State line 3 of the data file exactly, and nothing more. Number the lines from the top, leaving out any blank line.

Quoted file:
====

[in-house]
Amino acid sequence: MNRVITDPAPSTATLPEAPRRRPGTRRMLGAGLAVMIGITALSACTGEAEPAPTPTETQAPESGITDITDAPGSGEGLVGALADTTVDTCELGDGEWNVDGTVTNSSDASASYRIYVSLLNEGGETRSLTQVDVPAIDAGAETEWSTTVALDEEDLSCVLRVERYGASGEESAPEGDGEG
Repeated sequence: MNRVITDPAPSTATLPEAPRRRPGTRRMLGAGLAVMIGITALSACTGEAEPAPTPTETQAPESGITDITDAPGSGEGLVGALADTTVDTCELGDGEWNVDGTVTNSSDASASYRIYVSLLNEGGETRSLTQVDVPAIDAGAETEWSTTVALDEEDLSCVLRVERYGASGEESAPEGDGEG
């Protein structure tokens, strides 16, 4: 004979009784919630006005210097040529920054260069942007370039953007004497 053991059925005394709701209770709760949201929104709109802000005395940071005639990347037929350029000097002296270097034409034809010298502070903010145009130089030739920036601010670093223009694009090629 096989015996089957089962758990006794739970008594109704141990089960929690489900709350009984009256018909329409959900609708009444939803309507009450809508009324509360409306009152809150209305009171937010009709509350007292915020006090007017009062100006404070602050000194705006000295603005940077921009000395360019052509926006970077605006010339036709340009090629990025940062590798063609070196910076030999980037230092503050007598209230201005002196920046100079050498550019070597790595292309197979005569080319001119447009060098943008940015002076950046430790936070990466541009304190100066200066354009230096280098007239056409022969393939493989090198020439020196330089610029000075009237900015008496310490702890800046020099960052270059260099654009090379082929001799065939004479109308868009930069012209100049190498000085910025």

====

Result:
Repeated sequence: MNRVITDPAPSTATLPEAPRRRPGTRRMLGAGLAVMIGITALSACTGEAEPAPTPTETQAPESGITDITDAPGSGEGLVGALADTTVDTCELGDGEWNVDGTVTNSSDASASYRIYVSLLNEGGETRSLTQVDVPAIDAGAETEWSTTVALDEEDLSCVLRVERYGASGEESAPEGDGEG